Boom in entrepreneurs expected after ban on Saudi women driving lifted

Sara Al-Madani said Saudi women are ‘graceful, smart and educated.’ (AN Photo)
Updated 08 November 2017
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Boom in entrepreneurs expected after ban on Saudi women driving lifted

SVETI STEFAN, Montenegro: More local women are likely to become entrepreneurs after the ban on them driving is lifted in Saudi Arabia, according to a prominent Emirati fashion designer and businesswoman.
Sara Al-Madani, an entrepreneur and board member of the Sharjah Chamber of Commerce & Industry (SCCI), said: “I’m so happy about this, the women in Saudi (Arabia) are a huge wealth and it needs to be properly invested into the economy.
“Imagine the effect it will have when millions of women can move and get to work. It will transform the country and it’s undeniable that force will have a big impact.”
Al-Madani, founder of Sara Al-Madani Fashion Design and the new British restaurant Shabarbush in Dubai, added that not being able to drive has never stopped women from setting up their own business ventures, but “this freedom opens up more opportunities for them so we will see more women on board.”
The entrepreneur, speaking to Arab News on the sidelines of the recent Global Citizen Forum, said that the word “innovation” is now trending globally.
“I tell everyone, before you innovate in business or at your work, you need to innovate in yourself, you need to believe in yourself and break the stereotype.
“You need to stand up for your rights and believe in your dreams and accomplish them and, once you’ve done that, you can innovate externally … Women are strong, we just need inspiration.”
Al-Madani ventured into the business world at a time when very few Emirati women were doing so. Defying cultural norms, she started her fashion label Rouge Couture, now known as Sara Al-Madani Fashion Design, at the age of 15.
In 2014 Al-Madani, now 30, was selected by Sultan bin Muhammad Al-Qasimi, ruler of the UAE emirate of Sharjah, as a board member of the SCCI.
Al-Madani also runs the creative consultancy Social Fish, and is a brand ambassador for Nivea and Natura Bissé in the Middle East.
She said: “This is just the beginning (of freedoms) for Saudi women. I wish the Saudi women all the best — they are graceful, smart and educated.”


Can a hungry Mali turn rice technology into ‘white gold’?

Updated 20 October 2018
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Can a hungry Mali turn rice technology into ‘white gold’?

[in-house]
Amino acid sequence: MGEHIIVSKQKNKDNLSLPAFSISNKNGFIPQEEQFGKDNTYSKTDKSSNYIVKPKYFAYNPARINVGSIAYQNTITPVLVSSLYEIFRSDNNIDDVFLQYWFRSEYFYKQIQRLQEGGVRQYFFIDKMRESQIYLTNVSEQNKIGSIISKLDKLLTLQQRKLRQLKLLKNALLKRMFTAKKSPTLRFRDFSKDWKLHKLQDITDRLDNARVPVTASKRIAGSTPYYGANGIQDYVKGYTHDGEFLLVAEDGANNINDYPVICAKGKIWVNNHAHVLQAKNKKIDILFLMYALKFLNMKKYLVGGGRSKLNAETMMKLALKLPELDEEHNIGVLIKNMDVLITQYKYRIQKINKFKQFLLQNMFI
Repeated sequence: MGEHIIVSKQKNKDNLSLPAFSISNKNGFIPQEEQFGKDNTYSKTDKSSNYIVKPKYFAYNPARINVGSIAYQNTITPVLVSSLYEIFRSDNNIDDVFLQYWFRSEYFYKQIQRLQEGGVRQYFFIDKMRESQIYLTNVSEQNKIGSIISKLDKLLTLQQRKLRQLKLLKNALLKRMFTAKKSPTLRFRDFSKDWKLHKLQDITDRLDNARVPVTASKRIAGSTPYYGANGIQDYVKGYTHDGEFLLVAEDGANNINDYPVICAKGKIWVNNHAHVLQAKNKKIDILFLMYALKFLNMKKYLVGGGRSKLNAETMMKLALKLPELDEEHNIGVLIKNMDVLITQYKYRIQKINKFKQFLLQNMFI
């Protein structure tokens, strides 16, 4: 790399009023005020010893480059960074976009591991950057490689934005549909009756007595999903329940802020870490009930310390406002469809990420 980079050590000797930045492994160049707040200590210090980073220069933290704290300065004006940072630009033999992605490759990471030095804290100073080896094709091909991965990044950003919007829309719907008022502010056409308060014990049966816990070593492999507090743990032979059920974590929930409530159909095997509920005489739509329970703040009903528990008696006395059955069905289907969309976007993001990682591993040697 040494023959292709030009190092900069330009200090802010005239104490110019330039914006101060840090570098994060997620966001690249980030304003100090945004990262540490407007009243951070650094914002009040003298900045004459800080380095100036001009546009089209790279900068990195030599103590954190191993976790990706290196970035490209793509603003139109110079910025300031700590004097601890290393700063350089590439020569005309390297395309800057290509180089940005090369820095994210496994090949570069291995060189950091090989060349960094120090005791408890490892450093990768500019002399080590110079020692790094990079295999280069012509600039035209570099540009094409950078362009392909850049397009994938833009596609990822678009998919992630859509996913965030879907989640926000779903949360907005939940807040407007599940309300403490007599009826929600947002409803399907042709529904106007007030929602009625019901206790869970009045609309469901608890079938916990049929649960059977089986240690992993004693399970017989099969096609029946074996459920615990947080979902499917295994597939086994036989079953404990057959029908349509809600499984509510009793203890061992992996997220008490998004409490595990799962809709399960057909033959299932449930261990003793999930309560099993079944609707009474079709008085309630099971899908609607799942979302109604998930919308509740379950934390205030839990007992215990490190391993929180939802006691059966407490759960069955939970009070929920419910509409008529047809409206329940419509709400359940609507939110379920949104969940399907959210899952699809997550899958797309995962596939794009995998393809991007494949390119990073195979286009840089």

• Malians are cautiously turning to a controversial farming technique to adapt to the effects of climate change
  • Dubbed the System of Rice Intensification (SRI), the new method was pioneered in Madagascar in 1983

BAGUINEDA: When rice farmers started producing yields nine times larger than normal in the Malian desert near the famed town of Timbuktu a decade ago, a passerby could have mistaken the crop for another desert mirage.
Rather, it was the result of an engineering feat that has left experts in this impoverished nation in awe — but one that has yet to spread widely through Mali’s farming community.
“We must redouble efforts to get political leaders on board,” said Djiguiba Kouyaté, a coordinator in Mali for German development agency GIZ.
With hunger a constant menace, Malians are cautiously turning to a controversial farming technique to adapt to the effects of climate change.

 

Dubbed the System of Rice Intensification (SRI), the new method was pioneered in Madagascar in 1983. It involves planting fewer seeds of traditional rice varieties and taking care of them following a strict regime.
Seedlings are transplanted at a very young age and spaced widely. Soil is enriched with organic matter, and must be kept moist, though the system uses less water than traditional rice farming.
Up to 20 million farmers now use SRI in 61 countries, including in nearby Sierra Leone, Senegal and Ivory Coast, said Norman Uphoff, of the SRI International Network and Resources Center at Cornell University in the US.
But, despite its success, the technique has been embraced with varying degrees of enthusiasm. Uphoff said that is because it competes with the improved hybrid and inbred rice varieties that agricultural corporations sell.
For Faliry Boly, who heads a rice-growing association, the prospect of rice becoming a “white gold” for Mali should spur on authorities and farmers to adopt rice intensification.
The method could increase yields while also offering a more environmentally-friendly alternative, including by replacing chemical fertilizers with organic ones, he said.
He also pointed out that rice intensification naturally lends itself to Mali’s largely arid climate.

FACTOID

Up to 20 million farmers now use rice intensification in 61 countries, including in nearby Sierra Leone, Senegal and Ivory Coast.